Unfortunately Giles is not correct about Emacs properly converting hex colors to Xterm colors.
No nearest match translation is done. (The visual results are bad) themes have a color class system which they are supposed to use, instead of the
display-graphic-p solution used in Gruvbox.
The only problems with the
display-graphic-p solution is that it only calculates at first load. Which can cause issues when running an Emacs daemon and starting both GUI and Terminal emacsclient.
OP could have a problem if the terminal isn't configured for Xterm 256 color mode. These
unable to load color errors will show up anyway and can be safely ignored.
NB: This question would have attracted better support if posted as an issue to the Gruvbox repo issues. I suggest that anyone having problems with a theme or package, attempt to get help from the maintainers before trying here.
Updated with additional images...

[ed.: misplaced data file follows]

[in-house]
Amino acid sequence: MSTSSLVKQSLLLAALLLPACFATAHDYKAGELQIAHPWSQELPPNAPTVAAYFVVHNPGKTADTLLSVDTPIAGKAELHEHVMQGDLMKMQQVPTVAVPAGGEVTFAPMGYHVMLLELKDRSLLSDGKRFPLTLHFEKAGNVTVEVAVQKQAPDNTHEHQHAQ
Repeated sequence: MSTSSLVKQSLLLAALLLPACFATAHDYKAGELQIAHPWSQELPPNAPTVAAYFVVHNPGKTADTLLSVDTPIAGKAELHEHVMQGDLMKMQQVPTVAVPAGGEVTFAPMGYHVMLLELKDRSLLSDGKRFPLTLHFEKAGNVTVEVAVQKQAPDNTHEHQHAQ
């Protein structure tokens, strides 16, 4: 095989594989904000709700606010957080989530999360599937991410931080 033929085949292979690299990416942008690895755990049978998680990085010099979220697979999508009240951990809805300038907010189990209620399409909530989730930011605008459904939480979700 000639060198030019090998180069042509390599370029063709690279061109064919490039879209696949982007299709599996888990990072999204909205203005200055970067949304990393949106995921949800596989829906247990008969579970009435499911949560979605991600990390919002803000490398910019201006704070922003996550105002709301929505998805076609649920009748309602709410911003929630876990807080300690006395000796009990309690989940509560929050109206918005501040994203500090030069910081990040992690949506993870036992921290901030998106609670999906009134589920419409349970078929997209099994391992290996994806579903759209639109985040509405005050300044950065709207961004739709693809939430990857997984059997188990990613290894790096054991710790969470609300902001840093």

Edit: To illustrate that the theme is working as expected, I made a couple of screen grabs on Darktooth which originated as a fork of Gruvbox, and uses an identical palette creation technique. The same errors are shown, however they're meaningless, as the color which should be applied by the xterm color name, is applied correctly.
Fig 1 - The Theme rendered in an xterm-256color compat terminal with the
display-graphic-p predicate selecting the xterm color names:
Fig 2 - The Theme rendered in an xterm-256color compat terminal with the
display-graphic-p predicate removed, therefore just the hex colors are passed to Emacs for translation:
While Emacs does an OK job, it's not as the theme designer intended, and we can see that the XTerm colors are being sent correctly in Fig 1 but not Fig 2.
Meanwhile, Emacs is sending
"unable to load color" errors to
*Messages* but these errors are spurious and can be disregarded. As long as
TERM=xterm-256color is in the current environment and the terminal can support xterm 256 color mode, the theme will still display as intended.
I hope this helped.